LARRY KRAMER, San Juan Capistrano

I just had a wonderful vacation in Yellowstone Park. What an amazing place. It is difficult to underestimate the foresight shown by officials in the government who established our first national park.

What I also found amazing is how members of the National Park Service are concerned about the effects of climate change on this beautiful park. The following are the park service’s words, not mine:

The park has fewer days of those glittering, silent winter vistas. Wolves have few days of easy hunting for ungulates in the deep snow. Bear hibernation cycles have altered. Spring comes earlier and snow melts out of the mountains more quickly. In summer, the rivers run slower and the water is warmer. Fire season is longer and fires will become more frequent and intense. Forest insect pests have decimated tree populations. In the future, grizzly bears may have less of their most nutritious foods such as white bark pine nuts and army cutworm moths.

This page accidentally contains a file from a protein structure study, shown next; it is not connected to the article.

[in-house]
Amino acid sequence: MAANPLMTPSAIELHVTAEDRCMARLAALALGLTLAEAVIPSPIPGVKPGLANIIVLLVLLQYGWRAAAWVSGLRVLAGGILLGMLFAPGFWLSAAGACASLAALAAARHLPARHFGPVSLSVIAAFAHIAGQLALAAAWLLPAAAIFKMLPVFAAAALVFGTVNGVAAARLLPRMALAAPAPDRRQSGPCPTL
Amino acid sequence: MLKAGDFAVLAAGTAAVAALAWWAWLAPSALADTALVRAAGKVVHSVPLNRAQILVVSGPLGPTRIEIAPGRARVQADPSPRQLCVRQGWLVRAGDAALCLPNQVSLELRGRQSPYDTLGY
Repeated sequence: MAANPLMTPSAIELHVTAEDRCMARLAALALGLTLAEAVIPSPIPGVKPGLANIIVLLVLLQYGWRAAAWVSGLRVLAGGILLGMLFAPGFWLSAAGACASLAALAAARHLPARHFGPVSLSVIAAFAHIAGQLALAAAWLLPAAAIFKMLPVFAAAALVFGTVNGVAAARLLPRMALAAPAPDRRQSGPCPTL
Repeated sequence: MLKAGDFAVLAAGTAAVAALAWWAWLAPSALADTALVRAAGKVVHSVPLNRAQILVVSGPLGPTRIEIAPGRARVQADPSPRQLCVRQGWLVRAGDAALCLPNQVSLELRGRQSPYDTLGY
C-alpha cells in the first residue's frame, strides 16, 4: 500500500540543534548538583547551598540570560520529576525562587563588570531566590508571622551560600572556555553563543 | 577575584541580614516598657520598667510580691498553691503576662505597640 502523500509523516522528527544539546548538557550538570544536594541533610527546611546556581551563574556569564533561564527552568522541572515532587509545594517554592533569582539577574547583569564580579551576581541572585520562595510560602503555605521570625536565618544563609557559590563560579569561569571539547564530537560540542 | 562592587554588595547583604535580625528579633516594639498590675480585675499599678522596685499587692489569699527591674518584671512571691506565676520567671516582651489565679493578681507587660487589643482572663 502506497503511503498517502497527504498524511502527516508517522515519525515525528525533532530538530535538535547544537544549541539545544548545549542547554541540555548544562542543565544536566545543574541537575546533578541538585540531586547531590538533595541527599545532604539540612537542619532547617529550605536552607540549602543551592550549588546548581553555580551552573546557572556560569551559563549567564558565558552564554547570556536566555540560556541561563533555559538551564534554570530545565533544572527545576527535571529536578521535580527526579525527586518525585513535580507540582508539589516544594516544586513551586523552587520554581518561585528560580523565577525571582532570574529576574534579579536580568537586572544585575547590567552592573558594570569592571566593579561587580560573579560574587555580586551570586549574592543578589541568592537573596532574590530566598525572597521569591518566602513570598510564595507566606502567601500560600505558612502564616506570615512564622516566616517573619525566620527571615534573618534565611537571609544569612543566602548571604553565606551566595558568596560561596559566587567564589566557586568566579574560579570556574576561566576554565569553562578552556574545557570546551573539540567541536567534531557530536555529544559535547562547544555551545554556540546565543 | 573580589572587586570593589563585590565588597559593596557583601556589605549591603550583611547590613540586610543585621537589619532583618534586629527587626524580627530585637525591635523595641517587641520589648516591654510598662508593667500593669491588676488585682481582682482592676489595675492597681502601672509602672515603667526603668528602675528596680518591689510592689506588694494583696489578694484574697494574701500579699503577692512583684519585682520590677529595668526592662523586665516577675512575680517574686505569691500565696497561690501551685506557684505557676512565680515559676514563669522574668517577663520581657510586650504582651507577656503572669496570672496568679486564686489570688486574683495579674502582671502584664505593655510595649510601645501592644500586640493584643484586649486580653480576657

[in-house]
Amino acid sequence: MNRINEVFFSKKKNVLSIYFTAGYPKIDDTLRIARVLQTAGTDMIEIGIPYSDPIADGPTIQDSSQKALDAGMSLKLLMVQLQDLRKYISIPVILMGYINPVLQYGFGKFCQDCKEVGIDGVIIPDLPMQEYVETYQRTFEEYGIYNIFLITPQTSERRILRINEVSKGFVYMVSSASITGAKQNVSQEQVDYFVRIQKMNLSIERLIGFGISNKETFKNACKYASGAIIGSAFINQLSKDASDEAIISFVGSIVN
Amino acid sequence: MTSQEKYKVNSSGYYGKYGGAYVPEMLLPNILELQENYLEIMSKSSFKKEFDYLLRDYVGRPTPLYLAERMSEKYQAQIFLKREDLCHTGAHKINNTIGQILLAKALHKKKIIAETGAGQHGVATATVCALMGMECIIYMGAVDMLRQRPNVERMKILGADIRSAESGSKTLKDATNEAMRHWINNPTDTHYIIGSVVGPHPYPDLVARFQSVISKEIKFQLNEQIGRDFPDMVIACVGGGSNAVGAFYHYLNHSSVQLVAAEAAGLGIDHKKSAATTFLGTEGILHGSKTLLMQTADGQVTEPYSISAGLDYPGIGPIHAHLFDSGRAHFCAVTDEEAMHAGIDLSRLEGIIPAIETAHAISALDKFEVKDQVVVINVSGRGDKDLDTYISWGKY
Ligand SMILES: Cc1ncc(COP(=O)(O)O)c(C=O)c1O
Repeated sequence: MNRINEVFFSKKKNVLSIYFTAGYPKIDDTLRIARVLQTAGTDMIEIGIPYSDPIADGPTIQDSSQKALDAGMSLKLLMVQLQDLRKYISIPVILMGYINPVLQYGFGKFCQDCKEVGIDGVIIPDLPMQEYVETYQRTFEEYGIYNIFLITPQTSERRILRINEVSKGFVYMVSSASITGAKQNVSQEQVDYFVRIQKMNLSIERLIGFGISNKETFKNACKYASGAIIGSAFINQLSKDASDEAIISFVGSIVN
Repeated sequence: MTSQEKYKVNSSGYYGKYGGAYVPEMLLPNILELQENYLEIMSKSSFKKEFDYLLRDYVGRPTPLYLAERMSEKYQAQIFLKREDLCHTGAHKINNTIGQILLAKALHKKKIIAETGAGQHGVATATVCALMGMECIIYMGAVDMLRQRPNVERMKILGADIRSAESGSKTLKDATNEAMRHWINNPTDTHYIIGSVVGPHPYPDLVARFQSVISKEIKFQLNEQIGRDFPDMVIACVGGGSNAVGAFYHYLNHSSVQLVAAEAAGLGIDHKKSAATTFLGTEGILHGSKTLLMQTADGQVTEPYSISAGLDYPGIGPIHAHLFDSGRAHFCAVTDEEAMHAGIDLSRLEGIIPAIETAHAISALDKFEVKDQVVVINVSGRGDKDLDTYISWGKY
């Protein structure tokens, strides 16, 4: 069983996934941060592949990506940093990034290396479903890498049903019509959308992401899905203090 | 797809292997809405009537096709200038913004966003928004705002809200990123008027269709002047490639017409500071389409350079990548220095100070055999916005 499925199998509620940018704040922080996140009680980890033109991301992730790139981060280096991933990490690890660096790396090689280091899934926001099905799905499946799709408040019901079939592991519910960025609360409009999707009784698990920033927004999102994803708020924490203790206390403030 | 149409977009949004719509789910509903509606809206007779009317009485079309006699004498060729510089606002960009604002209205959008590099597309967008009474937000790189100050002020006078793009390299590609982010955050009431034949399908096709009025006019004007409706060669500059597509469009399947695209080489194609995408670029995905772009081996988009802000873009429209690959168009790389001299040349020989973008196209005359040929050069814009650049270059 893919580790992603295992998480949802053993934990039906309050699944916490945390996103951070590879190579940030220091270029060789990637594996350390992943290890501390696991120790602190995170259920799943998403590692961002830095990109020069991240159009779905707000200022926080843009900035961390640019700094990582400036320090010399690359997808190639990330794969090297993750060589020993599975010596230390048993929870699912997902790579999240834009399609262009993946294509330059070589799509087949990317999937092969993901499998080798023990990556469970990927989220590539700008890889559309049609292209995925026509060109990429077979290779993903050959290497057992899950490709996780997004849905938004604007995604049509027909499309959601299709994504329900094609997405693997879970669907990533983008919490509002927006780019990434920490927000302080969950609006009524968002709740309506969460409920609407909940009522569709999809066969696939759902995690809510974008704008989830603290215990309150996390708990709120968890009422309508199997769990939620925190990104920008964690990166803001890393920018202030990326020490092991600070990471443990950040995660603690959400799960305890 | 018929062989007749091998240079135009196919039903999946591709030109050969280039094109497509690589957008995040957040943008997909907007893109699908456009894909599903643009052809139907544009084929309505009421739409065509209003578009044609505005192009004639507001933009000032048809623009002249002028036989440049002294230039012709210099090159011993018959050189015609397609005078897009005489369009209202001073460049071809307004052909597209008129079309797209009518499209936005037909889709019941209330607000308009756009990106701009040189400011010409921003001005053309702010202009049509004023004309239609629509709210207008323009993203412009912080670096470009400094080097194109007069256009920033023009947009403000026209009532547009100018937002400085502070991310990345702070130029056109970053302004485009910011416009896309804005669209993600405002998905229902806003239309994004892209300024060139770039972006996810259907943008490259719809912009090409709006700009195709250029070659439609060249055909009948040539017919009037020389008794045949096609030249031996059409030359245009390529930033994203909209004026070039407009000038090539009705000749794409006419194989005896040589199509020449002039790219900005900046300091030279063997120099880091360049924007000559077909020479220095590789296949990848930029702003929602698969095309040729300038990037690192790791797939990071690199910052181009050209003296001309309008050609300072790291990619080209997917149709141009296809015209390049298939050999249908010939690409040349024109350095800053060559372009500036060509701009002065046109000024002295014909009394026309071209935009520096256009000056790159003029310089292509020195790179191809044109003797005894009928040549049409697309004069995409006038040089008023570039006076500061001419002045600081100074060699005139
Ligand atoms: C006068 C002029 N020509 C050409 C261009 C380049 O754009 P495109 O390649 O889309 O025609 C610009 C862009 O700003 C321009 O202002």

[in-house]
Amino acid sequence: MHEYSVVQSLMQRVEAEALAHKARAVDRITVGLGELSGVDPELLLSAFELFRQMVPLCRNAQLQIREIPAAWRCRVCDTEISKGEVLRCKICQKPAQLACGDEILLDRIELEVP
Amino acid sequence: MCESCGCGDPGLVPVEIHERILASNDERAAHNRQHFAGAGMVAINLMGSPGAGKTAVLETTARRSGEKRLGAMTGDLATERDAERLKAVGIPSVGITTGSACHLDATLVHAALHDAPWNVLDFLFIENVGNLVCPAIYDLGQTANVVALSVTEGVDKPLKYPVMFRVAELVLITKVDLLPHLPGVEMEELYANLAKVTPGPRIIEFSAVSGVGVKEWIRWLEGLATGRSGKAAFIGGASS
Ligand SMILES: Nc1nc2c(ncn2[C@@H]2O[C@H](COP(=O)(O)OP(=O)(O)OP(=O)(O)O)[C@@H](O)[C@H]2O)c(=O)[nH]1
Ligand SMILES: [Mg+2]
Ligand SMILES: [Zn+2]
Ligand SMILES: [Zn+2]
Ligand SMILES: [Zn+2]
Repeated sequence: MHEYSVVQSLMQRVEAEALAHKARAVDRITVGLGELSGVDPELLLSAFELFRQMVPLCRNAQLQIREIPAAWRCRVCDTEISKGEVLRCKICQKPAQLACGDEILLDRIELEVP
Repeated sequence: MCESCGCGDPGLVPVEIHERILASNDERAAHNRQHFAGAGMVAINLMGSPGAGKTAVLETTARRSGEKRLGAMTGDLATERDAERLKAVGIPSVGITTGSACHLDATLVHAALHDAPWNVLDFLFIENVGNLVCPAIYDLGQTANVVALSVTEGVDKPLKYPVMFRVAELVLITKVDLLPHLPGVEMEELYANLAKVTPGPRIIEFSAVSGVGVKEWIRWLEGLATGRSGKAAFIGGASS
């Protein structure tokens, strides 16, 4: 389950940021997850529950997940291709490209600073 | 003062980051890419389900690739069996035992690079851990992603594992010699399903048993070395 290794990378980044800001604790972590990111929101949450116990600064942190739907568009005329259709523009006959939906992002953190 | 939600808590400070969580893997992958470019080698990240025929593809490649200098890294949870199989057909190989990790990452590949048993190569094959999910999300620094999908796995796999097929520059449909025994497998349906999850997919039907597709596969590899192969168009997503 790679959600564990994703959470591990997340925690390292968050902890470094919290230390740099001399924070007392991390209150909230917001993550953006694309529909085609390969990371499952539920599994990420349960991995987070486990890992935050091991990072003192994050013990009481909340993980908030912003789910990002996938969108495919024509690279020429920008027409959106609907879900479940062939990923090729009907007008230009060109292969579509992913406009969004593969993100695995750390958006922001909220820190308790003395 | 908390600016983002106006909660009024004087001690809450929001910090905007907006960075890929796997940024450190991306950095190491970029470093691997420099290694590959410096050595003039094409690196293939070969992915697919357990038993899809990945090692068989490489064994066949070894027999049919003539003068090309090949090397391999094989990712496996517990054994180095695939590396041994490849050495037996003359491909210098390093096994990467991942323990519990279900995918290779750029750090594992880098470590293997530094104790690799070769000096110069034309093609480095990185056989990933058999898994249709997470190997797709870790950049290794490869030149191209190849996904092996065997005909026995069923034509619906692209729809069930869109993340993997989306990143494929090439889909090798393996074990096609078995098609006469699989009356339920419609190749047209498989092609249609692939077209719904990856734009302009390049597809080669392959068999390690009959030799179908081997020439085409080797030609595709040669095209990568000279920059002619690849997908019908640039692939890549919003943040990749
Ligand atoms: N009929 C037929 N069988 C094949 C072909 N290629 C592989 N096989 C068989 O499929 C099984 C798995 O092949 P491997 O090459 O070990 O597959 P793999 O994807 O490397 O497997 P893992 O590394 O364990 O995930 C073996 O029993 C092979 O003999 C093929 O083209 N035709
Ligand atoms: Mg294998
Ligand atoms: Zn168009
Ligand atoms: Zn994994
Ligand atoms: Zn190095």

However, I also found the National Park Service is taking positive action by adopting sustainability measures to improve energy efficiency, install renewable energy systems and conserve water.

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